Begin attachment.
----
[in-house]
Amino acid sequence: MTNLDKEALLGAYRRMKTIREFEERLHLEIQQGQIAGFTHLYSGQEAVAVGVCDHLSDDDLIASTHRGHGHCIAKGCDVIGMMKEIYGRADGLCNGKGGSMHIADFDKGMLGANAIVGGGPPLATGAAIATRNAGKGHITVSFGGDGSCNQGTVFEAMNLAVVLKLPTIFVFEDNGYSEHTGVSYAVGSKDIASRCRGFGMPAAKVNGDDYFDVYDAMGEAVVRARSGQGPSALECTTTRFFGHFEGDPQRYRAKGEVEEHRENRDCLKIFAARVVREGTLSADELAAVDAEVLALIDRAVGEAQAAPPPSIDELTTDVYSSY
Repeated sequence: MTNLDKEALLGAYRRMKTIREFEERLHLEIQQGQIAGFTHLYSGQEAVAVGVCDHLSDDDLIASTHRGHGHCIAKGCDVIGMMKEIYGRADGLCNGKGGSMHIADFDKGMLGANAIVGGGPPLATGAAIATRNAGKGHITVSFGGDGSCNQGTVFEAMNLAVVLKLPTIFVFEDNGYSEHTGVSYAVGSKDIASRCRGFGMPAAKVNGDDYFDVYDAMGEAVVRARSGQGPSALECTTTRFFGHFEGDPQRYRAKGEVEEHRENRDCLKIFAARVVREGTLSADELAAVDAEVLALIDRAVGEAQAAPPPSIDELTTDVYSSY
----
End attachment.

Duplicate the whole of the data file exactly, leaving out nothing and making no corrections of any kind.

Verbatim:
[in-house]
Amino acid sequence: MTNLDKEALLGAYRRMKTIREFEERLHLEIQQGQIAGFTHLYSGQEAVAVGVCDHLSDDDLIASTHRGHGHCIAKGCDVIGMMKEIYGRADGLCNGKGGSMHIADFDKGMLGANAIVGGGPPLATGAAIATRNAGKGHITVSFGGDGSCNQGTVFEAMNLAVVLKLPTIFVFEDNGYSEHTGVSYAVGSKDIASRCRGFGMPAAKVNGDDYFDVYDAMGEAVVRARSGQGPSALECTTTRFFGHFEGDPQRYRAKGEVEEHRENRDCLKIFAARVVREGTLSADELAAVDAEVLALIDRAVGEAQAAPPPSIDELTTDVYSSY
Repeated sequence: MTNLDKEALLGAYRRMKTIREFEERLHLEIQQGQIAGFTHLYSGQEAVAVGVCDHLSDDDLIASTHRGHGHCIAKGCDVIGMMKEIYGRADGLCNGKGGSMHIADFDKGMLGANAIVGGGPPLATGAAIATRNAGKGHITVSFGGDGSCNQGTVFEAMNLAVVLKLPTIFVFEDNGYSEHTGVSYAVGSKDIASRCRGFGMPAAKVNGDDYFDVYDAMGEAVVRARSGQGPSALECTTTRFFGHFEGDPQRYRAKGEVEEHRENRDCLKIFAARVVREGTLSADELAAVDAEVLALIDRAVGEAQAAPPPSIDELTTDVYSSY